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# Floating and Sinking: Hot Air Balloons

Media Type:
Interactive

Running Time:
Size: 54.9 KB

Source: NOVA Online Adventure: "Balloon Race Around the World"

This resource can be found on the NOVA: "Balloon Race Around the World" Web site.

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It makes sense that a balloon filled with a lightweight gas such as helium would float when surrounded by heavier air. But why does filling a huge balloon with hot air also make it float? This resource from the NOVA Web site offers a series of interactive activities that describes and illustrates the physics (mass, volume, density) of what happens inside hot air balloons.

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Floating and Sinking: Hot Air Balloons (Interactive)

Background Essay

No two materials are identical. Some of the differences between them are visible, such as the sparkle of a quartz crystal compared to the dull finish of a lead bar. Other differences can be felt when we pick up two objects or can be determined more specifically by measuring the objects.

For example, an iron bar with the same dimensions as a wooden stick will weigh significantly more than the stick; it will have more mass. Although the two objects take up the same amount of space (they have the same volume), because one has more mass than the other, they must be composed differently inside.

The difference between two such objects is their density. The density of a material is determined by dividing an object's mass by its volume. This means that the greater the mass of a given volume of material, the higher the material's density.

For some materials, density remains almost fixed, regardless of environmental conditions. A block of steel, for example, has nearly the same density, whether it is at sea level or at an altitude of 3000 meters, and whether it is cooled to 0 degrees Celsius or warmed to 100 degrees Celsius. Since its volume barely changes when warmed that much, its density also stays almost the same.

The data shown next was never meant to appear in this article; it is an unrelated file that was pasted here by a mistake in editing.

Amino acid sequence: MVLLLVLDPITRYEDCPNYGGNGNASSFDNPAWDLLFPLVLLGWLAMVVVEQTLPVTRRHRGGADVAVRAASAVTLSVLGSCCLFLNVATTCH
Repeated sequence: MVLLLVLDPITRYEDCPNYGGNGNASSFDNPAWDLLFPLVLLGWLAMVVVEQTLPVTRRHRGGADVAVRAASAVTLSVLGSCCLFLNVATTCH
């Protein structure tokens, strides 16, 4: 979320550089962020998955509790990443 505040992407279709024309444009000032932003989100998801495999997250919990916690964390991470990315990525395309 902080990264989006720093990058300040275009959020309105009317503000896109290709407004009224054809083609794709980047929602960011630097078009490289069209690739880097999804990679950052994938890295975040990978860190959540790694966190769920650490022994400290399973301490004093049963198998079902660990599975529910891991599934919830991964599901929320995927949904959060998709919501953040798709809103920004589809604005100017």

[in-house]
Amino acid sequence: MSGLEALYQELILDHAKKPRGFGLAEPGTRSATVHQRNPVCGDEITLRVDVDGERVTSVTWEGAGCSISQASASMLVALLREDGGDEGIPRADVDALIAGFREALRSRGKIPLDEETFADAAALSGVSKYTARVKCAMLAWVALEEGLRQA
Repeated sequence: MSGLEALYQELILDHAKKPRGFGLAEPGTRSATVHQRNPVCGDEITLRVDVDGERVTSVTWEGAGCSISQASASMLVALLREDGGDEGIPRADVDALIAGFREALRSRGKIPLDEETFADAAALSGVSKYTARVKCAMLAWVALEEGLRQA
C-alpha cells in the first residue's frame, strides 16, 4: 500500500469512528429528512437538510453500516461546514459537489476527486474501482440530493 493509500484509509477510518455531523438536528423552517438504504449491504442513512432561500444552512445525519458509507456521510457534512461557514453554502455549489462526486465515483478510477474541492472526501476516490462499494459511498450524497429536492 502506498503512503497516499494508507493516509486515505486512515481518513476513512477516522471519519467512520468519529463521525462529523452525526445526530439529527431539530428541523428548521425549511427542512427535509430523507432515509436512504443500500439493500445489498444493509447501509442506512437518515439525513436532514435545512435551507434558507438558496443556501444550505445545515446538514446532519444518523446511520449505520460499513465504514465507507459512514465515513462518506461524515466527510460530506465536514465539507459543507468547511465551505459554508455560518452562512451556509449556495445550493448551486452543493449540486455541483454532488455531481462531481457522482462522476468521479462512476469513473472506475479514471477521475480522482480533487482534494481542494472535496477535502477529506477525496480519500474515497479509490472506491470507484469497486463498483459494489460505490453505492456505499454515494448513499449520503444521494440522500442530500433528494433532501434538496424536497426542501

In contrast, the density of gases varies dramatically under different environmental conditions. At higher temperatures, gas molecules move more rapidly and bump into each other more frequently. If maintained at same pressure while they are heated, they will expand, and decrease in density. The difference in the density of warm air inside a balloon and cool air outside the balloon causes a hot air balloon to rise and float.

Discussion Questions

• Why do helium balloons rise in air? Why does oil sit on top of water?
• Why do hot air balloons float? What property remains the same?
• What do you think would happen if you added four people to the hot air balloon at the end of the interactive activity?
• Now, using what you know about hot air balloons and density, describe why boats float.

• Standards

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